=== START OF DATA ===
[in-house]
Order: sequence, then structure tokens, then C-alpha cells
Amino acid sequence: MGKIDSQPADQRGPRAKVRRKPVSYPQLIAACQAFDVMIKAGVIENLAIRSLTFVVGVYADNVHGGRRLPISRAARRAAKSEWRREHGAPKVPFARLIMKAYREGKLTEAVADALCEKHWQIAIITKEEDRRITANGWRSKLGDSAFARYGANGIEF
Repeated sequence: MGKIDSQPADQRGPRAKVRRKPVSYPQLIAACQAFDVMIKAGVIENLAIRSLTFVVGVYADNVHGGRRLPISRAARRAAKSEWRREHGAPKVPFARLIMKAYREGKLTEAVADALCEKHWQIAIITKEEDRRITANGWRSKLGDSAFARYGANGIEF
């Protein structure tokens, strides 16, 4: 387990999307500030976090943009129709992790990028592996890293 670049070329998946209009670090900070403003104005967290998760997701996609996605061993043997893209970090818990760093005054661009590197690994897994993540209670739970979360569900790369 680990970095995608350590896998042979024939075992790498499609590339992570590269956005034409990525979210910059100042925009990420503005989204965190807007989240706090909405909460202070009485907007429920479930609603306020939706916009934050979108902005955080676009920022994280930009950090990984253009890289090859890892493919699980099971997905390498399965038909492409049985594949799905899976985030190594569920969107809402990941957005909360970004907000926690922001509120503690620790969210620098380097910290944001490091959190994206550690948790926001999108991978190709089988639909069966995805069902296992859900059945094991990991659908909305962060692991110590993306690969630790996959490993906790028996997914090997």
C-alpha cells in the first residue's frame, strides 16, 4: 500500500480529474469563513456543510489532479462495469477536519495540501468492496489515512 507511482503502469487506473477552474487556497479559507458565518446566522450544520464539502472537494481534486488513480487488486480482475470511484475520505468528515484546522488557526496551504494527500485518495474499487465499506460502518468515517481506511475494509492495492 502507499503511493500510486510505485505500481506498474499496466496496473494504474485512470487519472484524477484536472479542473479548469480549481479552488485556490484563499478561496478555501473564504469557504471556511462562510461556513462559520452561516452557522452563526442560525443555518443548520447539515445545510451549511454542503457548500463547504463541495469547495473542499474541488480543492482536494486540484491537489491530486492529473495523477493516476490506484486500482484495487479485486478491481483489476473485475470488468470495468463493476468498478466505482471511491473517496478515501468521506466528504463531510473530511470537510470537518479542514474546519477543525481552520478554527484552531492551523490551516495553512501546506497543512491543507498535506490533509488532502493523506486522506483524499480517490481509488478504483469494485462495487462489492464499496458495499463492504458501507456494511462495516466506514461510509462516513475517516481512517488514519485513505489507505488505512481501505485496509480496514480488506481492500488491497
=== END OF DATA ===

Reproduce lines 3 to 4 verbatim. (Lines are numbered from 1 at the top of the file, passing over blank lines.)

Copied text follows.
Amino acid sequence: MGKIDSQPADQRGPRAKVRRKPVSYPQLIAACQAFDVMIKAGVIENLAIRSLTFVVGVYADNVHGGRRLPISRAARRAAKSEWRREHGAPKVPFARLIMKAYREGKLTEAVADALCEKHWQIAIITKEEDRRITANGWRSKLGDSAFARYGANGIEF
Repeated sequence: MGKIDSQPADQRGPRAKVRRKPVSYPQLIAACQAFDVMIKAGVIENLAIRSLTFVVGVYADNVHGGRRLPISRAARRAAKSEWRREHGAPKVPFARLIMKAYREGKLTEAVADALCEKHWQIAIITKEEDRRITANGWRSKLGDSAFARYGANGIEF